Uttarakhand disaster of June 2013 has thrown up a lot of questions. On vulnerabilities of different regions. On Environmental Governance and how it takes or does not take into account vulnerabilities. How the interventions in the name of development impact the disaster potential of a given area. What role disaster preparedness, warning, forecasting, information dissemination, mitigation and management should and does play in our decision making processes. Do we even have credible disaster management mechanism in place? How does our environment impact assessments, environment appraisal committees and environment ministry consider these issues? Do we have credible cumulative impact assessment, carrying capacity studies at river basin level in a place like Uttarakhand where the state aspires to be Urja Pradesh, egged on by the centre and hydro-power lobby? What space rivers need to flow and what we need to ensure that the beauty (the river) does not become beast (disaster)? What sort of accountability and participatory norms we have? Does our environmental governance institutes have capacity learn from such events? What is our track record in this regard?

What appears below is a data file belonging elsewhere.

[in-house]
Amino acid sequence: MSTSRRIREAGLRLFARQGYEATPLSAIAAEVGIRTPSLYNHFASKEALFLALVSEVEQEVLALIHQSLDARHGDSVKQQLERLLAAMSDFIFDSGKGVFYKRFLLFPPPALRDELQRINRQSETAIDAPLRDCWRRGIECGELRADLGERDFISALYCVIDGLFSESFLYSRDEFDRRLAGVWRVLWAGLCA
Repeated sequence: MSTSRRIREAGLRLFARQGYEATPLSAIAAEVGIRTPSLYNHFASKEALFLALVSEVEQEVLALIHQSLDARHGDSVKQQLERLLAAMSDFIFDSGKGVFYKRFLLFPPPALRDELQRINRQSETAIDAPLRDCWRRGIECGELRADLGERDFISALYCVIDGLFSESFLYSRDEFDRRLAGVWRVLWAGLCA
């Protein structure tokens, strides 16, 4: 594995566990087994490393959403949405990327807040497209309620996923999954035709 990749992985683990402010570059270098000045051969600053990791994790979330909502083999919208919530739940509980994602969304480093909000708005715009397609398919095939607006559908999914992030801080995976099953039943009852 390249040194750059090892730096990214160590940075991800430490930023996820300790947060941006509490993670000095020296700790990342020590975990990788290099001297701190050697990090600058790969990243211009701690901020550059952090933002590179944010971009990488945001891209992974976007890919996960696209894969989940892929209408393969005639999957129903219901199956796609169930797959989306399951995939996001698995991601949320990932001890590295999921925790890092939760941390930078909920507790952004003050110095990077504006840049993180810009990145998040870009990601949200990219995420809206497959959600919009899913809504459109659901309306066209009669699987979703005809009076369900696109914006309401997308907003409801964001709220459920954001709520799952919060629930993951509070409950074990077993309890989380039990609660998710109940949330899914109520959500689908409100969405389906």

These are some of the many questions that arise from the horrific Uttarakhand disaster. South Asia Network on Dams, Rivers & People is one of the many organisations that is active on environmental governance in general on rivers in particular, including in Uttarakhand. Environment Support Group Trust (ESG) is organizing a public talk at Ashirwad, St. Mark’s Road, Bangalore on Thursday, the 22nd of August 2013.
Himanshu Thakkar from SANDRP would be visiting Bangalore and has agreed to meet participants and discuss these issues. Himanshu Thakkar, educated as an engineer from Indian Institute of Technology (Mumbai), is currently coordinator of South Asia Network on Dams, Rivers & People (SANDRP) and editor of magazine “Dams, Rivers & People”. SANDRP is an informal network of organizations and individuals working on issues related with water sector with special focus on issues associated with large dams, mostly in India, but including South Asia regional issues. He has been formerly associated with the work of the World Commission on Dams, Centre for Science and Environment and Save Narmada Movement. Mr. Thakkar believes that trans boundary water issues in South Asia and Central Asia can have lessons for each other, since climate change will affect them all.